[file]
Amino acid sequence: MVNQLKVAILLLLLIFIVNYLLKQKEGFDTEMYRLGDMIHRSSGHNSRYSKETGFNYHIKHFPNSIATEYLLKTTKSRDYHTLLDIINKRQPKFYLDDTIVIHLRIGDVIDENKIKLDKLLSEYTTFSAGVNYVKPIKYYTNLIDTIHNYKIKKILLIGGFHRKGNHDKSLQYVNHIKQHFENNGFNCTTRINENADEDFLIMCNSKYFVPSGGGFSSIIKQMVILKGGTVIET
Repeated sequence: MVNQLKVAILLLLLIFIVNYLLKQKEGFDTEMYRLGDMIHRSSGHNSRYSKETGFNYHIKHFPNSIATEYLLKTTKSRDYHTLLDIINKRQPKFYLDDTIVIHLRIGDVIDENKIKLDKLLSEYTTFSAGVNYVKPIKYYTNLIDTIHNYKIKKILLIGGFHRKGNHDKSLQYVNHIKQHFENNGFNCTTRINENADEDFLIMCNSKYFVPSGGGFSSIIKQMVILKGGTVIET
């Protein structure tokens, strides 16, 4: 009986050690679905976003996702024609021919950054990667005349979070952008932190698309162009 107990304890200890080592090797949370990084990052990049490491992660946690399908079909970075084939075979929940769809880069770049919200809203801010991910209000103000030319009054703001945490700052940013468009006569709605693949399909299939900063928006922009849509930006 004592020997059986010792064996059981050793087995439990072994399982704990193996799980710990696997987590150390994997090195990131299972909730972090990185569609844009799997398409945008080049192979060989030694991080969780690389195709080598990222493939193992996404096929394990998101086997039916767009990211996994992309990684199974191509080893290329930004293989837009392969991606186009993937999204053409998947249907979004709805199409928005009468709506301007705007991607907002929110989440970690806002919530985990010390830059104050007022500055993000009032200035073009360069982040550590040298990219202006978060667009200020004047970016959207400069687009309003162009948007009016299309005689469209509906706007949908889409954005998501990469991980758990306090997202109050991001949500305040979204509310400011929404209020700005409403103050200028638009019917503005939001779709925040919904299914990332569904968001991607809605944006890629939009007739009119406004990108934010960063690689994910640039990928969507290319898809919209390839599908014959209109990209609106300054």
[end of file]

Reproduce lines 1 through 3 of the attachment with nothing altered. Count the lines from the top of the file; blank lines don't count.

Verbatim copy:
Amino acid sequence: MVNQLKVAILLLLLIFIVNYLLKQKEGFDTEMYRLGDMIHRSSGHNSRYSKETGFNYHIKHFPNSIATEYLLKTTKSRDYHTLLDIINKRQPKFYLDDTIVIHLRIGDVIDENKIKLDKLLSEYTTFSAGVNYVKPIKYYTNLIDTIHNYKIKKILLIGGFHRKGNHDKSLQYVNHIKQHFENNGFNCTTRINENADEDFLIMCNSKYFVPSGGGFSSIIKQMVILKGGTVIET
Repeated sequence: MVNQLKVAILLLLLIFIVNYLLKQKEGFDTEMYRLGDMIHRSSGHNSRYSKETGFNYHIKHFPNSIATEYLLKTTKSRDYHTLLDIINKRQPKFYLDDTIVIHLRIGDVIDENKIKLDKLLSEYTTFSAGVNYVKPIKYYTNLIDTIHNYKIKKILLIGGFHRKGNHDKSLQYVNHIKQHFENNGFNCTTRINENADEDFLIMCNSKYFVPSGGGFSSIIKQMVILKGGTVIET
């Protein structure tokens, strides 16, 4: 009986050690679905976003996702024609021919950054990667005349979070952008932190698309162009 107990304890200890080592090797949370990084990052990049490491992660946690399908079909970075084939075979929940769809880069770049919200809203801010991910209000103000030319009054703001945490700052940013468009006569709605693949399909299939900063928006922009849509930006 004592020997059986010792064996059981050793087995439990072994399982704990193996799980710990696997987590150390994997090195990131299972909730972090990185569609844009799997398409945008080049192979060989030694991080969780690389195709080598990222493939193992996404096929394990998101086997039916767009990211996994992309990684199974191509080893290329930004293989837009392969991606186009993937999204053409998947249907979004709805199409928005009468709506301007705007991607907002929110989440970690806002919530985990010390830059104050007022500055993000009032200035073009360069982040550590040298990219202006978060667009200020004047970016959207400069687009309003162009948007009016299309005689469209509906706007949908889409954005998501990469991980758990306090997202109050991001949500305040979204509310400011929404209020700005409403103050200028638009019917503005939001779709925040919904299914990332569904968001991607809605944006890629939009007739009119406004990108934010960063690689994910640039990928969507290319898809919209390839599908014959209109990209609106300054």